the size of the UK’s nuclear submarine fleet could double

Under the Aukus plans, the size of the UK’s nuclear submarine fleet could double

As per the plans revealed for the new “Aukus,” based on a British design, the UK’s nuclear-powered submarine could double in size.

The UK prime minister, Rishi Sonak, pledged to his US and Australian counterparts to defend Indo-Pacific peace, given its importance for global security, to fight the rising threat from China

The three counterparts announced in Point Loma, San Diego, to make the new Aukus submarine seaworthy in the late 2030s Some of them will be produced in the UK by BAE Systems and Rolls-Royce, mostly in Barrow-in-Furness, and they will be based on a British design. The contract had been in the works for 18 months.

These new submarines would replace seven existing nuclear-powered UK vessels. More could subsequently be added, bringing the potential size of the fleet to 19.

Australia will become only the seventh such nation in the world to acquire nuclear-powered submarines as a result of the Aukus security treaty, which is, according to the military’s senior brass, the most important for Britain since the US assisted it in becoming one of the few nuclear powers in 1958.

Australia is anticipated to receive its submarine by the 2040s. To prepare Australia’s workforce, infrastructure, and knowledge base, British submarines will begin rotating there as early as 2027.

Several senior officers would begin training on US and UK submarine bases this year, as the US is planning to sell three Virginia class submarines and a further two if needed to Australia.

The three Aukus countries have stated that they have set the highest standard and are closely working with the International Atomic Energy Agency, as China resorts to raising concerns related to the project, stating it would have a “grave nuclear proliferation risk” and could violate an international treaty.

They asserted that the US and the UK have operated more than 500 naval nuclear reactors for more than 60 years, traveling more than 150 million miles together without issue.

Sunak, Joe Biden, and Anthony Albanese, the prime ministers of Australia and the United States, promised the action would promote “global security and stability” when speaking on Monday in California.

The three leaders, in a joint statement about growing concerns regarding military and economic hostility from China, stated, “For more than a century, our three nations have stood shoulder to shoulder, along with other allies and partners, to help sustain peace, stability, and prosperity around the world, including in the Indo-Pacific.”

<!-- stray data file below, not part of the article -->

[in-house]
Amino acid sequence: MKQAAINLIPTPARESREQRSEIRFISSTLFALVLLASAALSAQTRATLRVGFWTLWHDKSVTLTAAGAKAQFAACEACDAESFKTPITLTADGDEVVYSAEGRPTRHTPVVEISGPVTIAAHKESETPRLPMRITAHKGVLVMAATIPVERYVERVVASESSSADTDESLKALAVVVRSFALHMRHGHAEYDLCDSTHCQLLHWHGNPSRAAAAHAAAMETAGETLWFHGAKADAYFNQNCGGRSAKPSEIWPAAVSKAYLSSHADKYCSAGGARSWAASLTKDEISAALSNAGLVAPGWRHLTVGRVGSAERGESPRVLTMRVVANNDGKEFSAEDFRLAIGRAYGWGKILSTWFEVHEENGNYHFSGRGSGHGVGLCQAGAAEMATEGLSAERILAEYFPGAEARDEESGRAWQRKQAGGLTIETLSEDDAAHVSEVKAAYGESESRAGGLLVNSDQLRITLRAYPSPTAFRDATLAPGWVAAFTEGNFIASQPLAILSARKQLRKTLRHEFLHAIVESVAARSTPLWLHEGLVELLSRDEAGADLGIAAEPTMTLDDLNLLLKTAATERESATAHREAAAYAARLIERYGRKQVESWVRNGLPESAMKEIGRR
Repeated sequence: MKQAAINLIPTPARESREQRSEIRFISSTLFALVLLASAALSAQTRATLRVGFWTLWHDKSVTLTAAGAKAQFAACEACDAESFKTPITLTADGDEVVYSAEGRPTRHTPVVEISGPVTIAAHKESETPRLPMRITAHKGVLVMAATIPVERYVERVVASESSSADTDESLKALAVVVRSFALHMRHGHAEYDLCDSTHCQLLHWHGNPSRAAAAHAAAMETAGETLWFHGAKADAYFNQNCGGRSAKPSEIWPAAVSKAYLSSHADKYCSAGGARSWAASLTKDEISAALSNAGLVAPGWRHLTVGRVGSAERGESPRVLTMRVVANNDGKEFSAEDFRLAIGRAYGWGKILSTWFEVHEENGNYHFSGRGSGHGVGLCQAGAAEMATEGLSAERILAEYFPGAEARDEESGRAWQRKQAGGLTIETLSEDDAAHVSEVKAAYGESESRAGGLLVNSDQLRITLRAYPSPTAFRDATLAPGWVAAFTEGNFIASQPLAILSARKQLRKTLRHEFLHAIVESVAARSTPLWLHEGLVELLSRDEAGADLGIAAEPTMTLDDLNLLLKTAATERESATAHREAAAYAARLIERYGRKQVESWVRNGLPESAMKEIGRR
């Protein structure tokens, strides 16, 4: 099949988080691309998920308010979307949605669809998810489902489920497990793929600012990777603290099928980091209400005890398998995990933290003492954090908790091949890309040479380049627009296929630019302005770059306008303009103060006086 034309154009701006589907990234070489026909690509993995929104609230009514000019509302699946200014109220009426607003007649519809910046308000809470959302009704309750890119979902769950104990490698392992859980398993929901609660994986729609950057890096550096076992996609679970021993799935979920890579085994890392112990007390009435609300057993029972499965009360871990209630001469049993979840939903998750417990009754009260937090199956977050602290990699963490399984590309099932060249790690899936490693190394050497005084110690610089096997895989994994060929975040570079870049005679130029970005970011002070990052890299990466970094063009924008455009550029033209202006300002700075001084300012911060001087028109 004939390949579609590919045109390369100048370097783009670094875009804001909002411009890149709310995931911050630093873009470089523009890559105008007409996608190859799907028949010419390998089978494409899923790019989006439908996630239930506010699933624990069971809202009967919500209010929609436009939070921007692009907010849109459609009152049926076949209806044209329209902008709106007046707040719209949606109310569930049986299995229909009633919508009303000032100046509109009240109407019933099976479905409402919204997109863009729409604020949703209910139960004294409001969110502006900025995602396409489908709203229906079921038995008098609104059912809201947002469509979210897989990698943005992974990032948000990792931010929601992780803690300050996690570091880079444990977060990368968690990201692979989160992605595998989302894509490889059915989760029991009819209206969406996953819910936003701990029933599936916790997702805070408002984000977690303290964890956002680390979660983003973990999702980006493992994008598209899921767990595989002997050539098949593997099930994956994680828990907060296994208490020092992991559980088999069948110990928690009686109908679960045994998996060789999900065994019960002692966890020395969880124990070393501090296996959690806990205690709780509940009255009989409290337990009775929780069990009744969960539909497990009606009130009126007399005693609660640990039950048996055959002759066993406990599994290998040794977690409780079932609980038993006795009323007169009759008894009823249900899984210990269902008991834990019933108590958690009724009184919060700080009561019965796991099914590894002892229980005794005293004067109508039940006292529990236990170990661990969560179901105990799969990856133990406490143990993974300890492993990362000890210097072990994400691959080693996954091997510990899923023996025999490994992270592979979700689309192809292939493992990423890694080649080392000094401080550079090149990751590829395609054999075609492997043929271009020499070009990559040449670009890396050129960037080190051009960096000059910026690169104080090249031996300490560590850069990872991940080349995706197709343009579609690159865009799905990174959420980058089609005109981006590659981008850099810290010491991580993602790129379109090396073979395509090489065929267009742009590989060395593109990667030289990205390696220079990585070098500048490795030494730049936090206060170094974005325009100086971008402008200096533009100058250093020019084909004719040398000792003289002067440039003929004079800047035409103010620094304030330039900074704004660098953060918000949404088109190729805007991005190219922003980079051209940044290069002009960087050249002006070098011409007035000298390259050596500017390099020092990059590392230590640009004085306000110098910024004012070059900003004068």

“We believe in a world that protects freedom and respects human rights, the rule of law, the independence of sovereign states, and the rules-based international order.”

In 1957, when former US President John F. Kennedy visited San Diego and spoke on the value of liberty, peace, and stability, Sunak cited him as saying that the Aukus powers were “united by that same purpose.”

Targeting China, Russia, Iran, and North Korea, he stated they threatened to create “a world defined by danger, disorder, and division.”

Since Russia’s full-scale invasion of Ukraine last year, China poses the greatest threat to Britain, even though it is physically closer to that country. Nevertheless, defense experts predict that China will pose a greater threat.

Raising concerns that China’s surplus naval fleet could operate close to Europe’s doorstep if the Arctic ice caps continue to melt.

Several western nations worry that Taiwan’s upcoming elections might catalyze China to try to annex the island. Taiwan has elections next year.

The Aukus accord is not expected to have a domino effect; therefore, it is likely to stay a three-way trilateral partnership rather than enlist other nations.

The UK government is optimistic that it has attracted observers’ attention and that they would agree with the Aukus goals. More collaborative military drills may be one aspect of it, but it might also make people reevaluate how heavily they rely on Chinese trade and investment relations.

While Sunak declared this week that China represented an “epoch-defining challenge” to the international system, he has refrained from labeling the nation as a “threat” in the latest integrated defense review. It’s a good idea to have a backup plan in case your first one fails.

In an interview on Monday, he stated: “We don’t believe it’s on a predetermined course.”

China-related engagement is still “sensible and responsible,” according to Sunak. “But we can’t be blind to or naive to the challenges it poses,” he continued.

- Published By Team Timeswire

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